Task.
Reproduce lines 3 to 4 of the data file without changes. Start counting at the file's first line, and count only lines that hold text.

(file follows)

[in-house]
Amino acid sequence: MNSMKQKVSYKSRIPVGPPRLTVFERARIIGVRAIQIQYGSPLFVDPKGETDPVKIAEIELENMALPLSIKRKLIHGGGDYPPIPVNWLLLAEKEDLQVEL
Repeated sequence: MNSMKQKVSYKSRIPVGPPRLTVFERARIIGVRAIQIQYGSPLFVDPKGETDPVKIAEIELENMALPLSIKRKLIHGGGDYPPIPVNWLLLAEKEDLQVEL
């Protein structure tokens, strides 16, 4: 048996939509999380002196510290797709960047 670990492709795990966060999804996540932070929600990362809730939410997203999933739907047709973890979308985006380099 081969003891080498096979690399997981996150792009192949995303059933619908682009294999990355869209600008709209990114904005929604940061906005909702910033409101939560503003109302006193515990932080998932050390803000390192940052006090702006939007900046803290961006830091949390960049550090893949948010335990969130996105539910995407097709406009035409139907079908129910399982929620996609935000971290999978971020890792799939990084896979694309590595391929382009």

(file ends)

Repeated sequence: MNSMKQKVSYKSRIPVGPPRLTVFERARIIGVRAIQIQYGSPLFVDPKGETDPVKIAEIELENMALPLSIKRKLIHGGGDYPPIPVNWLLLAEKEDLQVEL
């Protein structure tokens, strides 16, 4: 048996939509999380002196510290797709960047 670990492709795990966060999804996540932070929600990362809730939410997203999933739907047709973890979308985006380099 081969003891080498096979690399997981996150792009192949995303059933619908682009294999990355869209600008709209990114904005929604940061906005909702910033409101939560503003109302006193515990932080998932050390803000390192940052006090702006939007900046803290961006830091949390960049550090893949948010335990969130996105539910995407097709406009035409139907079908129910399982929620996609935000971290999978971020890792799939990084896979694309590595391929382009």